The 8 Best Cycling Routes in Italy

BY Italy

We’ve been riding through Italy for decades, getting to know its topography through our favourite way of seeing the world: on two wheels. Whether you’re at the top of the boot or in the heel, here are our top picks for the 8 best bike routes in Italy (in no particular order).

1) The Dolomites

Proving Ground of the Greats

The road from Cortina to Ortisei is not for those weak of leg or lung. Two regions, three high Alpine passes (including the legendary Pordoi), and innumerable hairpin turns mark its route amid the jagged spires of Italy’s most striking mountain range. Funny thing is, the sheer exhilaration of the scenery, and the camaraderie of the fellow cyclists who flock here on pilgrimage often brings an energy that makes those switchbacks feel almost—almost—like they’re downhill.

Route: Cortina to Ortisei
Distance: 65km
Recommended Activity Level: Enthusiast
Best time of year: June-October

2) Sicily – Noto to Portopalo

A seaside journey along the Sicilian coast

Right along the coast of Sicily, this ride (that we enjoy on our Private Sicily Biking trip) is best taken in the morning accompanied by the splendid scent of salt water and fresh air. Starting from Noto, a beautiful town with 17th and 18thC architecture, pedal on quiet roads lined with vegetable and fruit plantations. You’ll pass some of the coast’s most beautiful traditional fishing villages, and through scenic Portopalo di Capo Passero and the lovely Isola delle Correnti (Isle of Currents). Don’t say no to a dip in the ocean after grabbing the freshest catch of the day for lunch!

Route: From Noto to Marzamemi, Marzamemi to Portopalo
Distance: 32km
Recommended Rider Level: Enthusiast
Best times to ride: Spring or fall (avoid July and August)

3) The Veneto

From Verona to Lake Garda

This ride takes you from fair Verona, the home of Shakespeare’s star-crossed lovers, Romeo and Juliet. Bike a flat path along the lazy Adige River as you wind your way to the vineyards of Custoza, which lend its name to the crisp white wine that is produced here. Onward, the road descends gradually to Valeggio sul Mincio, a well-preserved medieval borgo with an ancient bridge.

Route: Verona to Custoza; Custoza to Valeggio sul Mincio
Distance: 48km
Recommended Rider Level: Occasional
Best times to ride: June-September

4) Tuscany – Asciano to Arbia

A lunar experience under the Tuscan sun

The magic of Tuscany weaves together rolling hills, medieval towns and meandering roads for an idyllic ride. (Yes, those iconic cypress trees, too.) But you’ll also be astounded at the lunarlike clay landscape, the hilly crete (pronounced cray-tay), leading northwest from Asciano to Siena. We have been riding this otherworldly route on our Tuscany Biking trip for years. It is not to be missed.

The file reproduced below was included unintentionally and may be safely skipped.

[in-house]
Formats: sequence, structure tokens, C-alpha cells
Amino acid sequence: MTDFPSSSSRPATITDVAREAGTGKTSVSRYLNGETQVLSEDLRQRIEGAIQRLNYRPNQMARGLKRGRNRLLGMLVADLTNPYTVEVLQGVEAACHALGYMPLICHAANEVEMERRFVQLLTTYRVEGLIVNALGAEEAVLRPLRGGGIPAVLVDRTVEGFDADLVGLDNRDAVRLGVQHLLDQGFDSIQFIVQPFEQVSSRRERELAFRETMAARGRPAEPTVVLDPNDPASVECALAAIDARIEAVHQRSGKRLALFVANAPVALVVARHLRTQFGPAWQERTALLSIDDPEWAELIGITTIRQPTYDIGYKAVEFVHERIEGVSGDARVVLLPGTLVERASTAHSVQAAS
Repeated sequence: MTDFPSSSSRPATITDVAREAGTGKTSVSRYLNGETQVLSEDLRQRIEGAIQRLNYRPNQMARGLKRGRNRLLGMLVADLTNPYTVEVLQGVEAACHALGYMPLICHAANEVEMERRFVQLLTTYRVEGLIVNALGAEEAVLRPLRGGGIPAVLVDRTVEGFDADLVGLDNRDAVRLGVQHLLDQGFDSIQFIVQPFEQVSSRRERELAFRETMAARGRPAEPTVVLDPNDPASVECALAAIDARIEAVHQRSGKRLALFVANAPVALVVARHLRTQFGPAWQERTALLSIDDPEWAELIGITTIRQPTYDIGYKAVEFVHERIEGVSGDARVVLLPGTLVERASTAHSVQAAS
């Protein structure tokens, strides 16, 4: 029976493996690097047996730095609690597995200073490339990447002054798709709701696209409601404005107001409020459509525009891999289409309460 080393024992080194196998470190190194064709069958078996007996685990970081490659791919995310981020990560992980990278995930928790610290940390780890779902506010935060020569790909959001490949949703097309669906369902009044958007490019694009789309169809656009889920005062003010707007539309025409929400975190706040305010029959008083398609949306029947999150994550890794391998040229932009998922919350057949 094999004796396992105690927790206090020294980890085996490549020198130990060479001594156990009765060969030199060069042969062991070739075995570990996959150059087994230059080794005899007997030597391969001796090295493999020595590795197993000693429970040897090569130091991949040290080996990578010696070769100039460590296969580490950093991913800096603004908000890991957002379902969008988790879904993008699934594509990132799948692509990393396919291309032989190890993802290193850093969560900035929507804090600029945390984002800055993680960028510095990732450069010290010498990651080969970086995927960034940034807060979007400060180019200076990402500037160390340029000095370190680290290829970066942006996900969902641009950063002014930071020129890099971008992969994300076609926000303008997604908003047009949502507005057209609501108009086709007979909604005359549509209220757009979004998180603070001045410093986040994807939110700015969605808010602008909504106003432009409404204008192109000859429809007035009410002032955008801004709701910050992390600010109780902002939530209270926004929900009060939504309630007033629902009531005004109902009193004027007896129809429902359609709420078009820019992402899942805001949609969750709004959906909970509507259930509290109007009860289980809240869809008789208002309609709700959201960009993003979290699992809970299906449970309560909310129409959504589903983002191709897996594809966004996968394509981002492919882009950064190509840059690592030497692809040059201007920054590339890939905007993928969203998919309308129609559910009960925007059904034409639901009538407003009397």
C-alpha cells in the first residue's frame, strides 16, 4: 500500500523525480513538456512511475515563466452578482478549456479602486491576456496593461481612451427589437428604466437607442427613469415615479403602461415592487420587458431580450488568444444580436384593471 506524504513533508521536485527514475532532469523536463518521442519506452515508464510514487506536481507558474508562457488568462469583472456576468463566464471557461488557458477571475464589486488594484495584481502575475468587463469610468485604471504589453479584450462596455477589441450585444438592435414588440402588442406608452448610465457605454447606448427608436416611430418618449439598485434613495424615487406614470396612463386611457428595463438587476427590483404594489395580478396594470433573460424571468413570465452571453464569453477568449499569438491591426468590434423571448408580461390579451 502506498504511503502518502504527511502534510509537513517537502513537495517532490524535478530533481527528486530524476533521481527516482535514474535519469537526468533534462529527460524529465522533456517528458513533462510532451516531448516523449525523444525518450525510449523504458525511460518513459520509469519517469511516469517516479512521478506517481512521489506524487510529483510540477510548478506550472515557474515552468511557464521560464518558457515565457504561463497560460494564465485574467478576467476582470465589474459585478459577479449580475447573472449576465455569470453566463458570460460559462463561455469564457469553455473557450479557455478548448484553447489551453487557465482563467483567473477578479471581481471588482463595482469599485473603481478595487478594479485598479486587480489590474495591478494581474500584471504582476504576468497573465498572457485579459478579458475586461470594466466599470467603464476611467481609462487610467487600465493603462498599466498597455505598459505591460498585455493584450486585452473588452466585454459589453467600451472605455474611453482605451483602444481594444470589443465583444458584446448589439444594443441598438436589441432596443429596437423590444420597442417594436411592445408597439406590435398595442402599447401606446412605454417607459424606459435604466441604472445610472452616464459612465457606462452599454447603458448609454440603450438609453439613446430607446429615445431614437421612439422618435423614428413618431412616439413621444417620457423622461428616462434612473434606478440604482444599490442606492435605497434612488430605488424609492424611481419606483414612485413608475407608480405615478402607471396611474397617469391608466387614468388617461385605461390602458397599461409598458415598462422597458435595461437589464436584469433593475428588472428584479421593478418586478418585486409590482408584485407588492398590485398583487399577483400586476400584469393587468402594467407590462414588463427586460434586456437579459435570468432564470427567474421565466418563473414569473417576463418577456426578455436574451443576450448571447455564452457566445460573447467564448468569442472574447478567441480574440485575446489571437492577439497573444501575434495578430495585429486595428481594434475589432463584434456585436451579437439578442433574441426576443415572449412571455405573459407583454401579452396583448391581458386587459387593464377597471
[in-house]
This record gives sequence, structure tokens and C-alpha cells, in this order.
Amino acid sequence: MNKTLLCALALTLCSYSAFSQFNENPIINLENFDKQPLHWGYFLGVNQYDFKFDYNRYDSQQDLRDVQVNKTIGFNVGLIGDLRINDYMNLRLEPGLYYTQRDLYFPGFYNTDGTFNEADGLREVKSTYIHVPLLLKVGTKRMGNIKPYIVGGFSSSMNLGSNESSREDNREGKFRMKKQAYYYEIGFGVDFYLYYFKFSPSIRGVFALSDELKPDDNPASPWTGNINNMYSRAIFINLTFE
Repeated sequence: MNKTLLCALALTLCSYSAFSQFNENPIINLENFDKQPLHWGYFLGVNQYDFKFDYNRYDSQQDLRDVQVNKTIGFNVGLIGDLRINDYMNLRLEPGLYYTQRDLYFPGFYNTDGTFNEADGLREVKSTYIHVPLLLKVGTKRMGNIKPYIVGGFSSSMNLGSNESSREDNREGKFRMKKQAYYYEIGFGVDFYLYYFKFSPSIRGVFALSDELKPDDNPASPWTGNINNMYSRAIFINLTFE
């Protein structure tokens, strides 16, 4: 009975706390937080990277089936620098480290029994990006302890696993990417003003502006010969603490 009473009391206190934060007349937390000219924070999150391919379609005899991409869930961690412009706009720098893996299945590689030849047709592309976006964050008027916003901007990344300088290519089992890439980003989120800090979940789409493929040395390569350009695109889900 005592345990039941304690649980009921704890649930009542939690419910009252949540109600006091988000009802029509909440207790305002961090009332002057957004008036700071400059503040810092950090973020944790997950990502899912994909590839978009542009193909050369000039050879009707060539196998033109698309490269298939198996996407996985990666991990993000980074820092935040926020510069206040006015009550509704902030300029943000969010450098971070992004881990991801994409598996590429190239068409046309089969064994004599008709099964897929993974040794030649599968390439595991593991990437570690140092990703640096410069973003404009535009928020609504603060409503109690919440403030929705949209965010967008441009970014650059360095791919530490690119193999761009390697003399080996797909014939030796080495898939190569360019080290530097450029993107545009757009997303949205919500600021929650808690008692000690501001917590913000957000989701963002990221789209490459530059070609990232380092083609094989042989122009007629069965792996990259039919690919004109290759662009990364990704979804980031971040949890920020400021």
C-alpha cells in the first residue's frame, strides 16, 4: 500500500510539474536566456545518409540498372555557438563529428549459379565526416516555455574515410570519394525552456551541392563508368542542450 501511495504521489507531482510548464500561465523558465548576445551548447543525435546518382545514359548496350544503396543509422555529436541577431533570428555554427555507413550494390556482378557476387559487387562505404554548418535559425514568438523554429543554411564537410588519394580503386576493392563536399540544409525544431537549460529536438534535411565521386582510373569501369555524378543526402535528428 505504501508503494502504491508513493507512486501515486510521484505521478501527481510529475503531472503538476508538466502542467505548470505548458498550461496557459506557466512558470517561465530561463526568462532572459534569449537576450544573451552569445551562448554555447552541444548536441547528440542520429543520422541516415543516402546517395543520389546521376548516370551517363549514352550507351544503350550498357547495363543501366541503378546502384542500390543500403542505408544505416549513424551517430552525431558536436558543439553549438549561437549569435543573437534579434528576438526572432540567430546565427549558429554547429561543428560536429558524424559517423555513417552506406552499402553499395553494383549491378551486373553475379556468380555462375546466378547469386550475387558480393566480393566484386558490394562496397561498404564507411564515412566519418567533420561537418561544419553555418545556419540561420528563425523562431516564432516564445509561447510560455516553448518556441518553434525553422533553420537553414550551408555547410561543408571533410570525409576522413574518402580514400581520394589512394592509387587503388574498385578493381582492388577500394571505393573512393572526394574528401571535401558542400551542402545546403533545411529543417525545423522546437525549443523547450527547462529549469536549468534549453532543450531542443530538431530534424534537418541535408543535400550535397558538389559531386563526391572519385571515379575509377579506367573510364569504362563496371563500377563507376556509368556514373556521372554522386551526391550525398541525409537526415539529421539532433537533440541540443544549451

Route: Asciano to Arbia along the 438
Distance: 20km
Recommended Rider Level: Enthusiast
Best times to ride: May-October

5) Otranto to Leuca

A seaside ride to the tip of the heel

Gear up to pedal from the seaside town of Otranto right to the very heel of Italy’s boot, Leuca. Cycling among the jewel-toned Mediterranean coast, take pride in knowing you’ve traversed the easternmost edge of Western Europe.

Route: Otranto to Leuca
Distance: 52km
Recommended Rider Level: Enthusiast
Best times to ride: May-October

6) Puglia

Trulli time…uncover the mystery

The most distinctive and mysterious feature of Puglia are the trulli—conical-roofed stone houses, found in many parts of the Mediterranean. Beginning in the Val d’Itria, ride into Alberobello, the UNESCO-minted “city of trulli” to explore these idiosyncratic structures. This spectacular ride features some rolling hills along the way, followed by an incredible downhill to the sea. Experience it for yourself on our Puglia Biking trip.

Route: Val d’Itria to Alberobello, Alberobello to Savelletri
Distance: 56km
Recommended Rider Level: Recreational
Best times to ride: June-September

7) Prosecco

Ride the Giro d’Italia

In the land of sparkling wine, find your bliss biking some of the routes used in the Giro d’Italia, the annual bicycle race primarily held in Italy. You’ll pass through small towns along the way: Vittorio Veneto, San Pietro di Feletto, and Refrontolo. Stop by the Molinetto della Croda, an ancient watermill built in the 17thC for a photo stop, and continue biking on to Rolle, where a bit of bubbly may revive your spirits at the end of the day.

Route: Follina to Conegliano; through Vittorio Veneto, San Pietro di Feletto and Refrontolo; all the way to Rolle
Distance: 57km
Recommended Rider Level: Recreational
Best times to ride: June-September

8) Piemonte – Alba to Costigliole d’Asti

Hazelnut heaven

Hazelnut groves abound in this region of Italy, which cleverly invented Ferrero Rocher chocolates and Nutella (a.k.a. gianduia). From the town of Alba, ride by mountain peaks in the distance, then cruise in a winding descent towards Neive and Barbaresco, the vine-rich villages of the Barbaresco wine appellation. Perhaps that red wine will improve your legs as you pedal onwards on a quiet (but no less spectacular) route to Costigliole d’Asti.

Route: Alba to Neive and Barbaresco; end in Costigliole d’Asti
Distance: 65km
Recommended Rider Level: Enthusiast
Best times to ride: June-September


Ready to Ride?

Browse our full portfolio of bike trips in Italy or feel free to reach out to our Bespoke travel team to plan a custom bike trip of your own!

See + Do The Slow Road

JOIN MORE THAN 70,000 FELLOW WANDERERS

The Blog of Butterfield & Robinson

Go to Butterfield.com

Pin It on Pinterest

Share This